Assemblymember Phil Ting wants the California Department of Justice to release gun violence data he says is vital to guiding public policy debates.
In response to proposed regulations that would allow the state Department of Justice to withhold the personal information of people with gun violence restraining orders, Ting drafted Assembly Bill 1237, which would reiterate the department’s duty to release such information to researchers.
“This data is absolutely critical,” Ting said. “If we don’t have data, we can’t do the research, and the data that they’ve gotten has already proven many of our policies to be effective, including my expansion of gun violence restraining orders. Gun violence restraining orders save lives.”
Gun violence researchers say that under former California Attorney General Xavier Becerra, the DOJ, which cites privacy concerns as justification for the change in regulations, has been withholding important information for the past few years.
“DOJ has, in my mind, created a fiction that they’re still giving us the data, ignoring the fact that they’re only giving us part of the data,” said Dr. Garen Wintemute, director of the UC Davis Violence Prevention Research Program. “And what they leave out is essential to the work.”
The requested data includes personal information about those who have gun violence restraining orders, or GVROs: orders signed by the court that “prohibit and enjoin the named person from having in their custody or control, owning, purchasing, possessing, or receiving firearms or ammunition,” according to California Penal Code 18100.
Wintemute says this information is vital to the program because much of its work focuses on individual case studies. Based on current law, the department should already be providing this information to researchers.
“DOJ, in our view, is required by law to give us those records for research purposes,” Wintemute said. “And for several years, they did, and then they – for our purposes – stopped. They stopped giving us the identities of the people who were the subjects of the orders, which makes it impossible to do the kind of individual level case tracking that you need to do to evaluate whether policy works.”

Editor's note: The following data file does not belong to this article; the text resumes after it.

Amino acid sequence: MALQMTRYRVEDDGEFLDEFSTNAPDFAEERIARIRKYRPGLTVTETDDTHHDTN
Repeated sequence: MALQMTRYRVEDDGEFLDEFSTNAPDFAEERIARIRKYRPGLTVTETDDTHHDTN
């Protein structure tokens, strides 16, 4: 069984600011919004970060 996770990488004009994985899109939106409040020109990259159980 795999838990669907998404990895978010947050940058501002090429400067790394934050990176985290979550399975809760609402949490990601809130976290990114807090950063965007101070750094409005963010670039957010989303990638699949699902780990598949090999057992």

The DOJ cited concerns about Californians’ privacy and personal information, with a department spokesperson stating, “The California Department of Justice values data-driven research and its role in pushing forward informed public policy to help combat problems like gun violence. We also take seriously our duty to protect Californians’ sensitive personally identifying information. The proposed draft regulations are intended to balance these concerns and establish best practices.”
While the information sought is public, it is not necessarily attainable to UC Davis researchers, Wintemute said. To track it, they would have to put someone in each county courthouse throughout the state, and watch for GVRO cases daily – a model that is “simply not sustainable.’
Wintemute added that as a doctor and a researcher, he is “acutely aware of the need to protect privacy,” and said the program has not had a breach of security throughout its existence.
“At any time, DOJ could have said, ‘We have a concern about privacy,’ and we would have sat down and worked that through with them,” Wintemute said. “But what they did instead was basically refuse to meet for a long time.”
The restrictions on this data are especially concerning because California has stricter gun laws than many states, meaning research on its laws’ effectiveness can only occur here, making it particularly valuable.
Ting and nine other California legislators wrote an open letter to Becerra outlining their concerns about the proposed changes.
“We are concerned by this failure to abide by a statutory mandate that serves the public’s interest,” the letter said. “We hope the department will revise the regulations to ensure that the state funded University of California Firearm Violence Research Center continues to have access to this critical information.”
The Department of Justice’s proposed GRVO regulations are in draft form and subject to change. The public comment period is open through March 26.